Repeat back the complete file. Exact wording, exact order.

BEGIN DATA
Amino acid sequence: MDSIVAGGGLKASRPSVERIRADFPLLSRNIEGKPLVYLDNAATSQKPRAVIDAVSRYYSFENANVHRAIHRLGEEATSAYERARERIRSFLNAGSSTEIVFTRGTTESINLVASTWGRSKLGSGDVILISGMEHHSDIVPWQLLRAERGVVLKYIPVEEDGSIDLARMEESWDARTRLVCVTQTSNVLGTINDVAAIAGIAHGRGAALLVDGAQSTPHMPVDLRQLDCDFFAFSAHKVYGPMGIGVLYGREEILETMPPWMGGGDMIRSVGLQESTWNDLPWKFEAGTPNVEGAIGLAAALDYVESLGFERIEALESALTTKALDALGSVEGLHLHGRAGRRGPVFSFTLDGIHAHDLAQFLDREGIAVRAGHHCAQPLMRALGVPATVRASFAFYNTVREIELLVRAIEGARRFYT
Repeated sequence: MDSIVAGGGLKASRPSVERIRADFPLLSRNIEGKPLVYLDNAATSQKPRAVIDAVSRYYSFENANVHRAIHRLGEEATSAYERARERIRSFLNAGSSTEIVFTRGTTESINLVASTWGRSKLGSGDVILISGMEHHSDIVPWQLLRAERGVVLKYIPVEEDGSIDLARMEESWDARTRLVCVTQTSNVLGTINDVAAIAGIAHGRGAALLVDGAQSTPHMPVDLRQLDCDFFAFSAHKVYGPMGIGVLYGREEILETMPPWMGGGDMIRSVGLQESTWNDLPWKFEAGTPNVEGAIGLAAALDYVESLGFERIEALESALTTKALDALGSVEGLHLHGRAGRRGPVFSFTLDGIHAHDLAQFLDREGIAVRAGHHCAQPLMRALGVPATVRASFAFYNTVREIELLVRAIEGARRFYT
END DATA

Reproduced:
Amino acid sequence: MDSIVAGGGLKASRPSVERIRADFPLLSRNIEGKPLVYLDNAATSQKPRAVIDAVSRYYSFENANVHRAIHRLGEEATSAYERARERIRSFLNAGSSTEIVFTRGTTESINLVASTWGRSKLGSGDVILISGMEHHSDIVPWQLLRAERGVVLKYIPVEEDGSIDLARMEESWDARTRLVCVTQTSNVLGTINDVAAIAGIAHGRGAALLVDGAQSTPHMPVDLRQLDCDFFAFSAHKVYGPMGIGVLYGREEILETMPPWMGGGDMIRSVGLQESTWNDLPWKFEAGTPNVEGAIGLAAALDYVESLGFERIEALESALTTKALDALGSVEGLHLHGRAGRRGPVFSFTLDGIHAHDLAQFLDREGIAVRAGHHCAQPLMRALGVPATVRASFAFYNTVREIELLVRAIEGARRFYT
Repeated sequence: MDSIVAGGGLKASRPSVERIRADFPLLSRNIEGKPLVYLDNAATSQKPRAVIDAVSRYYSFENANVHRAIHRLGEEATSAYERARERIRSFLNAGSSTEIVFTRGTTESINLVASTWGRSKLGSGDVILISGMEHHSDIVPWQLLRAERGVVLKYIPVEEDGSIDLARMEESWDARTRLVCVTQTSNVLGTINDVAAIAGIAHGRGAALLVDGAQSTPHMPVDLRQLDCDFFAFSAHKVYGPMGIGVLYGREEILETMPPWMGGGDMIRSVGLQESTWNDLPWKFEAGTPNVEGAIGLAAALDYVESLGFERIEALESALTTKALDALGSVEGLHLHGRAGRRGPVFSFTLDGIHAHDLAQFLDREGIAVRAGHHCAQPLMRALGVPATVRASFAFYNTVREIELLVRAIEGARRFYT